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The Agile Gene: How Nature Turns on Nurture Paperback – July 6, 2004
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“Proposes a new way of looking at an ongoing debate.” -- Washington Post Book World
“An engrossing study of what makes us who we are … conveyed with insight and style.” -- Publishers Weekly (starred review)
“Ridley is simply one of the best science writers in the business.” -- Hartford Courant
“Terrific popular science.” -- Booklist (starred review)
“Thoughtful and entertaining.” -- Salon.com
“Matt Ridley breathes new life into the old debate of heredity versus environment. He deftly examines subjects as diverse as sexual identity, political theory, and psychotic behavior. This book will both edify and excite the intelligent reader.” -- Jerome Groopman, M.D.
“Ridley’s enthusiasm for his subject is contagious … He writes with panache, wit and humor and displays remarkable ingenuity in finding ways to present complicated materials for the lay reader.” -- Los Angeles Times
“A delight. . . a rich overview and a compellingly integrated picture of a great deal of science, both old and new." -- Nature
About the Author
Matt Ridley is the author of books that have sold well over a million copies in 32 languages: THE RED QUEEN, THE ORIGINS OF VIRTUE, GENOME, NATURE VIA NURTURE, FRANCIS CRICK, THE RATIONAL OPTIMIST, THE EVOLUTION OF EVERYTHING, and HOW INNOVATION WORKS. In his bestseller GENOME and in his biography of Francis Crick, he showed an ability to translate the details of genomic discoveries into understandable and exciting stories. During the current pandemic, he has written essays for the Wall Street Journal and The Spectator about the origin and genomics of the virus. His most recent WSJ piece appeared on January 16, 2021. He is a member of the House of Lords in the UK.
- Publisher : Harper Perennial; Reprint edition (July 6, 2004)
- Language : English
- Paperback : 352 pages
- ISBN-10 : 006000679X
- ISBN-13 : 978-0060006792
- Item Weight : 9.6 ounces
- Dimensions : 5.31 x 0.79 x 8 inches
- Best Sellers Rank: #660,737 in Books (See Top 100 in Books)
- Customer Reviews:
About the author
Top reviews from the United States
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Konrad Lorenz (indeed, I named my son after him)-- I've read pretty much everything he has ever written!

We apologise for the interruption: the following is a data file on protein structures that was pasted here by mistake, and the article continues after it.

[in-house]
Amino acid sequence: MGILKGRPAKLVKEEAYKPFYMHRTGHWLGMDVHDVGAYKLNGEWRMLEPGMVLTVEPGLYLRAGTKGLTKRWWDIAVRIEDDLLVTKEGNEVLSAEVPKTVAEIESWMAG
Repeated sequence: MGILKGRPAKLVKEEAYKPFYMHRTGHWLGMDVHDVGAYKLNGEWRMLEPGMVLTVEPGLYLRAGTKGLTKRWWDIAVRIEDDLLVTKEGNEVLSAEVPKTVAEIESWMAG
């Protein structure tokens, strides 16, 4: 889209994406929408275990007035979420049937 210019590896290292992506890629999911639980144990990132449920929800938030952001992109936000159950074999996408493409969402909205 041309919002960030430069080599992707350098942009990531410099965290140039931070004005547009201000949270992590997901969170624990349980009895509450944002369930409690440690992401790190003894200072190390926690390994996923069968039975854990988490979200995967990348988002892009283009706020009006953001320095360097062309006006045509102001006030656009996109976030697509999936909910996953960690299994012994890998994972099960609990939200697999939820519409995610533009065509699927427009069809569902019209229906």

Lionel Tiger and Robin Fox-- various
Richard Leakey-- The Origin of Humankind
Stephen Pinker--How the Mind Works
Jane Goodall-- everything
and others (Stephen Jay Gould's "Ontogeny and Phylogeny" is next on my "to read" list)
and Matt Ridley's the Red Queen.
It is from this background that I say I enjoyed this book mightily even though some of the science went right over my head with nary a look back.
The book engages with some of the deepest questions in this field and does a wonderful job of anticipating my questions as I read it and answering them.
The discussions in this book are dramatically and importantly different from other discussions of "Nature/Nurture", and I can hardly recommend it strongly enough. What is different is the degree of specificity that Ridley brings to the conversation. He demonstrates from a dozen different points of view HOW causality flows both ways, from the genes to the environment and back. He also pokes holes in logical fallacies one hears all the time - for example, the assertion that a feature is not genetic because the specific genes have not (and in some cases may not ever) been identified. A well-constructed twin study positively identifies heritability of traits; tracking that heritability back to a spot on a chromosome is useful and interesting but not necessary.
There is also basic science here that the lay reader might not otherwise learn for years. For instance, until very recently it was thought that there was a one to one correlation between genes and their proteins. It was also unknown what, if any, purpose breaking genes apart into exons on the chromosome served. Now we have discovered that many - ninety five on one mouse gene - different versions of one exon can exist on the chromosome, allowing one gene to make many different versions of its protein. Different versions mediated by... environment, of course.
Much of the information here is counter-intuitive. For instance, the more egalitarian a society is, the more the heritabilaty of traits becomes manifest. Potentially confusing, certainly mind-bending, and who better than Ridley to explain it?
If you are interested in biology, read this book.
Top reviews from other countries
Key to proving a lot for Ridley in the nature / nurture debate is the stats on identical twins and separation at birth. This does provide a lot of information and evidence that genetics have a massive influence on not just matters physical but also psychological. However, looking the other way, if there is only 50-60% correlations the question screaming out is why the 40-50% non correlation when the genes are identical? Almost an equal influence from the environment obviously. And one has to question the reliability of correlation figures in vague areas such as character mapping etc. The insistence that criminality is predominantly genetic is hard to believe. And of course, with most American prisons being filled with black inmates, that makes for a very definite genetic type casting.
Overall a good book covering a lot of information, well presented but occasionally the authors efforts to present a case for both nature and nurture as major players in our development fails and he, like many before him, pins his colours to a particular master.